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Installing new HD with new XP home edition, what is OEM?

by Archangeldawn / January 30, 2007 12:24 PM PST

Hey guys I need help in making a good purchase decision.
I'm running windows 98 SE, and I plan on installing a new 160GB Hard drive with a new copy of Windows XP home edition full edition and not the upgrade edition. I'm a college student and looking for a good deal online, but I don't know what Microsoft's XP Home OEM is. Should I purchases the cheaper OEM version or the full retail one? Also I've read on the forums that I need XP SP2 edition to fully recognize the 160GB hard drive, any further tips appreciated. Thanks

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OEM = Original Equipment Manufacture
by MarkFlax Forum moderator / January 30, 2007 7:33 PM PST

OEM versions of Microsoft Operating Systems, (OS), are what you get if you purchase a PC, either from a computer shop or directly from a manufacturer like Dell, and it has the OS already installed. You usually get some free programs and some trial period programs, typically McAfee or Norton's firewall and anti-virus suites.

OEM systems are usually "locked" into the computer hardware and software configuration you have obtained. This means you cannot transfer the OS to another computer. Manufacturers and shops rarely supply the original OS CD's now, but instead create backup partitions on the hard disk in case you have to re-install the operating system. However if you insist, (and everyone should), they will supply the OS CD's, but often for a small fee.

With OEM systems your contract is with the shop/manufacturer, and not with Microsoft. So any problems with the system, hardware or software related, it is up to you to contact the supplier. Microsoft will turn away any requests for support and tell you to contact the supplier.

OEM CD's can be obtained on their own, but the legality of such purchases is often questioned. This is because the OEM OS needs to be supplied with "hardware". So you could, in theory, purchase a computer lead, say, and the OEM CD, and the legality is solved. However, purchasing the OEM CD itself means you have no support, either from a retailer/manufacturer, or from Microsoft. You're on your own. Some, (but not all), OEM disks purchased on their own will be pirate copies and eventually you will run across problems with validation and activation.

You're right that XP Home without SP2 will not recognise a hard disk's capacity greater than 137GB's, but all new XP CD's will come shipped with SP2 already incorporated. Personally I would go with XP Pro. But as you are a student, you may be able to get a student discount on XP. I'm not sure if that would be XP Home or XP Pro.

Googling "Windows XP - Student discounts", I found this;
offering Windows XP Pro as an upgrade at $79.99

If you still have the Windows 98 setup CD, it would be easy enough to upgrade to XP Pro, even by installing on a new hard disk. You just insert the 98 CD when required to prove it is an upgrade.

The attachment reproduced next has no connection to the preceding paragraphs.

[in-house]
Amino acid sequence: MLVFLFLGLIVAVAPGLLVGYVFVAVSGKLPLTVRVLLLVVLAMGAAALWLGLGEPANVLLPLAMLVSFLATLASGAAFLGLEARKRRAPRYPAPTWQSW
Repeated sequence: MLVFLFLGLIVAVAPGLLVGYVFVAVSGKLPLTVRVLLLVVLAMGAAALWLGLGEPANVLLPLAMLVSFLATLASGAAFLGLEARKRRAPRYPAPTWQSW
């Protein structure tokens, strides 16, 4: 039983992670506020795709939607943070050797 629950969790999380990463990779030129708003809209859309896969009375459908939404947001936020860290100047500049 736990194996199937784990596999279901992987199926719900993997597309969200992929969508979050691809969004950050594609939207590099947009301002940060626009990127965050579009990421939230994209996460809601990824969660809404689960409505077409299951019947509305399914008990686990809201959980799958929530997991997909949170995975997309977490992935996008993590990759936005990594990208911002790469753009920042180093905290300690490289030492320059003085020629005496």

I hope this helps.


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Upgrading from a pre-installed OS on a PC
by Archangeldawn / January 31, 2007 7:38 AM PST

thanks for the help and for recommending XP Pro.

I however do not have a Windows 98 Cd as it came pre-installed on my PC. I do have the system restore cd's, and with a Windows 98 certificate and such so I don't know if that would be compatible with an upgrade version. Also wouldn't a clean full install of windows XP be better? I'm worried there could be conflict upgrading from windows 98 SE.

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Xp Pro labeled with Student Media" or "Work at Home
by Archangeldawn / January 31, 2007 9:20 AM PST

Online vendors state they sell Full versions of Xp Pro but also clearly state the cd's have "student media" or "work at home" printed on the cd's. I'm guessing these are the academic student versions, right? I am also aware that the academic versions do not include a COA (certificate of Authenticity. My question is, how is the COA used and will I run into any problems if I do not have the COA?

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What I did. . .
by Coryphaeus / January 30, 2007 8:45 PM PST

When I built my last PC I bought an OEM copy of XP Home (SP-1) from I believe. I found out that an OEM copy is fully legal with two caveats.

1.) It cannot be used as an "upgrade", it is a fully operational copy that must be installed as a stand alone. In other words, you start from scratch as in format and install.

2.) There is no Microsoft support.

After it's installed it works just like a full copy from MS. In my case I had to install all drivers for audio, video, motherboard, etc. But since I built the PC I had all that and it was painless. Installing SP-2 was easy as I had downloaded it and burned it to CD. After it was all done I connected the PC to my home network and got all 58 updates.

All in all it was quite painless although time consuming. If I build another PC I will get another OEM copy.


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